3. How do you handle third parties who have access to the SaaS platform or the data?

It’s important to remember that when you bring on a SaaS platform, you’re relying on the team behind it to keep your environment up and running. Make sure that they require your explicit authorization for access to your production environment, and any data stored for their purposes should be purged as soon as it’s no longer required.

4. What access controls do you have in place for the day-to-day users in the platform?

You want to ensure that the people who are using the product day in and day out are only accessing what they need to have access to in order to complete their job. Users shouldn’t have access to sensitive or private data for a matter that they’re not involved in, nor should they want others to have access to what they’re working on.

5. Do you have any measurement around the efficacy of your security program?

This is an area where many have tried to institute some guidelines. What makes a program strong versus what is the baseline? Is there a simple scale to say, “Our program is at 4.5/5?” The answer can be simplified by asking what maturity models or measurements the vendor uses and asking questions. For example, Relativity aligns with NIST Cybersecurity Framework as well as several others. This provides a common ground for speaking with customers who also align or are familiar with this assessment. Other measurements can be found around audit findings, penetration test results, SOC II:II reports, and additional home-grown maturity measurements. Ask about how they measure themselves, how do they move the needle and what areas they are focusing on the most to grow in the year ahead.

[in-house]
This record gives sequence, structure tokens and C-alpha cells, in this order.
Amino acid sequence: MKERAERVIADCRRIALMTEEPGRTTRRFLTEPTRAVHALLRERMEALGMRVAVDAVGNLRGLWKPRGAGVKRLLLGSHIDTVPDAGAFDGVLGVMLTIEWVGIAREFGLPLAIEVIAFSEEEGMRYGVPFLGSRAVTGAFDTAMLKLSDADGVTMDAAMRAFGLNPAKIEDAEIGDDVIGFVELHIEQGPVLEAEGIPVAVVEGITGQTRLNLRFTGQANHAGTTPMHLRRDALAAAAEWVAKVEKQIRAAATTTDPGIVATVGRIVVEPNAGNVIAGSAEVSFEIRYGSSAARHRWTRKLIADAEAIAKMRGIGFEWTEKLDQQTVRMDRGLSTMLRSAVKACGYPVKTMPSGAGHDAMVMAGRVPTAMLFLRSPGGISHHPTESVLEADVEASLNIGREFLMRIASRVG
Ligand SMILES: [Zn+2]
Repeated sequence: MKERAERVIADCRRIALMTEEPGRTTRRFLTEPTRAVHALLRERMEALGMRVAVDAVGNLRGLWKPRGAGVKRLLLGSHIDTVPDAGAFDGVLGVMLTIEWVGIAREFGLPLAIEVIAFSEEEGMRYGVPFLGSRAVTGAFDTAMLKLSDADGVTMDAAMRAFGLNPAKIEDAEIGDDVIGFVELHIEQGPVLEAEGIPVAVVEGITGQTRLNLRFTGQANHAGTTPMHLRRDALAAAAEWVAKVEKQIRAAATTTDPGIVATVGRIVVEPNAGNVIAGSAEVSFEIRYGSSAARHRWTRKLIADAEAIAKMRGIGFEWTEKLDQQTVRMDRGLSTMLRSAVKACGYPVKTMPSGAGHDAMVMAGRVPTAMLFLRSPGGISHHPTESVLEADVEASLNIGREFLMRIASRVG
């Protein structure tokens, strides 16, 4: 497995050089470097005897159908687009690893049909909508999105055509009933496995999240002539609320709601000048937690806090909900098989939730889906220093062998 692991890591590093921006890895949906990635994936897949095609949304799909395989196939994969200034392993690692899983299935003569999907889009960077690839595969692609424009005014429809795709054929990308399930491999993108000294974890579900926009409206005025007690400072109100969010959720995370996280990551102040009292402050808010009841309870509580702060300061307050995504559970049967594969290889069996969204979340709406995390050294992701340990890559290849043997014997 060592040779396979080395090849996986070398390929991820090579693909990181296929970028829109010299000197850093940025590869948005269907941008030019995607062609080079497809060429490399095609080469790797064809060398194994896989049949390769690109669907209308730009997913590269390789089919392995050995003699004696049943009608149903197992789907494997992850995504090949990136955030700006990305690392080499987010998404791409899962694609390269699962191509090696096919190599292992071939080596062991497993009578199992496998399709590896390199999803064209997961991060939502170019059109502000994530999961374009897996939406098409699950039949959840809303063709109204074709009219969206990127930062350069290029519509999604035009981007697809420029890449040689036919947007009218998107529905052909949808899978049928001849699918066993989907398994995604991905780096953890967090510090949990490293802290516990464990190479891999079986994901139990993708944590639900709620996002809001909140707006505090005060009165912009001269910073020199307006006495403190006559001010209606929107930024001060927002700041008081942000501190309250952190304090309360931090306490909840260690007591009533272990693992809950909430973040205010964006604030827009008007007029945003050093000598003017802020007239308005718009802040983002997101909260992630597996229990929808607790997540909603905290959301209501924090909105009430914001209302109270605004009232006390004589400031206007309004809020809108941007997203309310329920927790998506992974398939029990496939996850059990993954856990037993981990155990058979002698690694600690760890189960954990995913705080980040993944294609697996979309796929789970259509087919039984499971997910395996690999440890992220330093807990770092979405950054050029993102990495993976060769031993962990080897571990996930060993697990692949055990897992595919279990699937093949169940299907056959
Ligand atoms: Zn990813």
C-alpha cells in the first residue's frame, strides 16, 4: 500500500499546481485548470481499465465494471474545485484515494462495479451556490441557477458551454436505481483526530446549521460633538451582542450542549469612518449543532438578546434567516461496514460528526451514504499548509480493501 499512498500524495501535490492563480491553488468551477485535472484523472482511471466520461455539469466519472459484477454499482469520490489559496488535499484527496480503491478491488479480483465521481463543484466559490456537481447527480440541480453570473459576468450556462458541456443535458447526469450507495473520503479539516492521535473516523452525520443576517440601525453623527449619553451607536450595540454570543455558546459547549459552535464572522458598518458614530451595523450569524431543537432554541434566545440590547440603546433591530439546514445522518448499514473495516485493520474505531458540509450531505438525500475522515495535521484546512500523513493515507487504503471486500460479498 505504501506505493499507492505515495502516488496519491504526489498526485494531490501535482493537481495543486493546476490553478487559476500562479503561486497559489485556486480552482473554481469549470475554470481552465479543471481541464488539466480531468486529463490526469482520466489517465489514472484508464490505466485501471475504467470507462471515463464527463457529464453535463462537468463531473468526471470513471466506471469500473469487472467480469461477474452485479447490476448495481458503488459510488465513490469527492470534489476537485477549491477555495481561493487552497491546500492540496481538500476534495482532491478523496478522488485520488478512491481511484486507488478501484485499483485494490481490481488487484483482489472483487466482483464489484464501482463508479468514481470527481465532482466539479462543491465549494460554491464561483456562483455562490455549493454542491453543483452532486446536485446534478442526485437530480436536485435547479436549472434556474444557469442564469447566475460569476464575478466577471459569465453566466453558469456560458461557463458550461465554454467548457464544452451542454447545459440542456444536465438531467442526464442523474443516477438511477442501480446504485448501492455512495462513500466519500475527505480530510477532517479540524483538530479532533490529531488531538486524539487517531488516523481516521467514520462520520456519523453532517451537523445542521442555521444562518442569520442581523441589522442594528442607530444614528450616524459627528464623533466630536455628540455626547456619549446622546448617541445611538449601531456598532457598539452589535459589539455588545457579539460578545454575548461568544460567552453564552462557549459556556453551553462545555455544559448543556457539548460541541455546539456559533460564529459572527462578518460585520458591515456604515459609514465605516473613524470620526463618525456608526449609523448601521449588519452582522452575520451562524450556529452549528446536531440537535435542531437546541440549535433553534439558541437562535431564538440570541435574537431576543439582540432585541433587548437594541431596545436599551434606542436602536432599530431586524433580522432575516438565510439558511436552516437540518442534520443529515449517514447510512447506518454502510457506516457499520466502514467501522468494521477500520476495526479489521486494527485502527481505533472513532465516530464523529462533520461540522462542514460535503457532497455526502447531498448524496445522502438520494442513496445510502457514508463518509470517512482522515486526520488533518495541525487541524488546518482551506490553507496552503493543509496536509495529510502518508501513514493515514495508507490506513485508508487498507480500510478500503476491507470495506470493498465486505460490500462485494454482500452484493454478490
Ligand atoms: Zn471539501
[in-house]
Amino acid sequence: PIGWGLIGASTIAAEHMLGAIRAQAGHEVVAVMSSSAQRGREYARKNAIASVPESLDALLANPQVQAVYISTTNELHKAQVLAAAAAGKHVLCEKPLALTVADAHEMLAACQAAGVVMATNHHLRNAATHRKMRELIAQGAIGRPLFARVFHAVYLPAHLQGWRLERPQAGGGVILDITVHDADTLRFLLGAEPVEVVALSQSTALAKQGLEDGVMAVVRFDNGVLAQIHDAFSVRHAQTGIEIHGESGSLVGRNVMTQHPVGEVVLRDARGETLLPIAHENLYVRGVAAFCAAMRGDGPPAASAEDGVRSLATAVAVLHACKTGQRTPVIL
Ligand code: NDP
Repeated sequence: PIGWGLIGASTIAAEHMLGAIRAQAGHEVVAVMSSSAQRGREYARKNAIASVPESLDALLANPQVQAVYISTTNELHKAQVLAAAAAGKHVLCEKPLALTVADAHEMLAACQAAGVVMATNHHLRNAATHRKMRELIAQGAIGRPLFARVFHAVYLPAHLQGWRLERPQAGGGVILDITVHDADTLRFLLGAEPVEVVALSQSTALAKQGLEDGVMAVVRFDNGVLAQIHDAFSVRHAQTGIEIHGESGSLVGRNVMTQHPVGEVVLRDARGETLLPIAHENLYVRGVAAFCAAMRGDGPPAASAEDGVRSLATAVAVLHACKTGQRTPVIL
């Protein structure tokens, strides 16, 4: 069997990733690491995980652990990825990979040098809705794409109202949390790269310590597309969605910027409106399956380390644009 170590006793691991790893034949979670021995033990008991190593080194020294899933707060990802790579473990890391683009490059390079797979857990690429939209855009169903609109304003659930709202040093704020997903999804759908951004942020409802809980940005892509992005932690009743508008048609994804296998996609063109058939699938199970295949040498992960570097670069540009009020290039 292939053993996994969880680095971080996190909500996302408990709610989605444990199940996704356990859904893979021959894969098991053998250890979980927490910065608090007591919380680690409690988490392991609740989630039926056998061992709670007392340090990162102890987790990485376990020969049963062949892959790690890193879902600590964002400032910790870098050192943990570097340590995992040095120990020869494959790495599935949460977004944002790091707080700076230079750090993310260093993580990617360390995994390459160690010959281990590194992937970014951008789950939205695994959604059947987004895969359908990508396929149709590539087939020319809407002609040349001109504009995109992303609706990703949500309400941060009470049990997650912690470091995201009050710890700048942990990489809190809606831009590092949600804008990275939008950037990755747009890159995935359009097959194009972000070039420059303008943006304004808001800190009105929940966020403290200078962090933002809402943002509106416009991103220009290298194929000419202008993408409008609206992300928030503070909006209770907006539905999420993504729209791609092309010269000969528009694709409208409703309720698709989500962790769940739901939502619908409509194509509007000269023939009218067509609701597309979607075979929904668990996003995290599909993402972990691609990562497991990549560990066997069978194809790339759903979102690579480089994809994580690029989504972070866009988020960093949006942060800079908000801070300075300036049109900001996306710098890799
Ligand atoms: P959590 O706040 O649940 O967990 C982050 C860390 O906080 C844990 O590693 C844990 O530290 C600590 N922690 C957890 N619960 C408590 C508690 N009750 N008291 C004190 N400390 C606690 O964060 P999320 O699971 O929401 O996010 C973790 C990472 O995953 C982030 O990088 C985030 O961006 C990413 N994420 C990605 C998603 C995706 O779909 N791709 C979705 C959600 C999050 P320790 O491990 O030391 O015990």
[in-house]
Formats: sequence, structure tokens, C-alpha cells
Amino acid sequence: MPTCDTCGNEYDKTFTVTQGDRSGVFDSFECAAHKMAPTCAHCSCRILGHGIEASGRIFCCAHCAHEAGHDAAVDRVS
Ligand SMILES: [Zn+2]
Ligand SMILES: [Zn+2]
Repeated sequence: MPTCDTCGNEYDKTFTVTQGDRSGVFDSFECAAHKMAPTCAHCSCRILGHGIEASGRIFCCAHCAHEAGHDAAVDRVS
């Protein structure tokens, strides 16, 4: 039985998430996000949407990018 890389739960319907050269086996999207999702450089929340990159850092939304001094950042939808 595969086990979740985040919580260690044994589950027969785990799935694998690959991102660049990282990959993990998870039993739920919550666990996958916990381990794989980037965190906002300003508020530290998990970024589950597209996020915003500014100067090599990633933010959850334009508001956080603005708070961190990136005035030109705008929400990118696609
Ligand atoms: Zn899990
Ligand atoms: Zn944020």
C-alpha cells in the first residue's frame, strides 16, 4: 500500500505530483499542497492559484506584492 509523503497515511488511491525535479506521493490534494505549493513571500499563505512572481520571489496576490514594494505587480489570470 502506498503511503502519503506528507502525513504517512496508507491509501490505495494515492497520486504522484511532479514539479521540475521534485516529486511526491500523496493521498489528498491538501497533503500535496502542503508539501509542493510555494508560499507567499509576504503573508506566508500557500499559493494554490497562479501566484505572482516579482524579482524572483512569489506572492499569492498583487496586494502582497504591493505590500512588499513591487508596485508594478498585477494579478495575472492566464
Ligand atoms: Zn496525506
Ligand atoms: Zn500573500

When the responses to these questions begin coming in, it is important to look for an aspect of technology, process and people within each response and not just sprinkled throughout them. While each element is extremely important on its own, individually they cannot function at full capacity without the presence of the other two.

There is a reason most of us started out first riding a tricycle and not a unicycle or bicycle. The three wheels working together gave us the most secure option with the least risk of falling, especially on rough terrain. When it comes to cybersecurity, the same principle applies. In today’s everchanging threat landscape, a SaaS provider who is only scattering the use of technology, process, and people individually or even in twos around their overall security framework is not enough. The most secure provider who offers the least risk will have them working together in harmony at every step. Knowing that the vendor is spending time planning for various scenarios can make all the difference, and as President Dwight D. Eisenhower once advised, “In preparing for battle I have always found that plans are useless, but planning is indispensable.”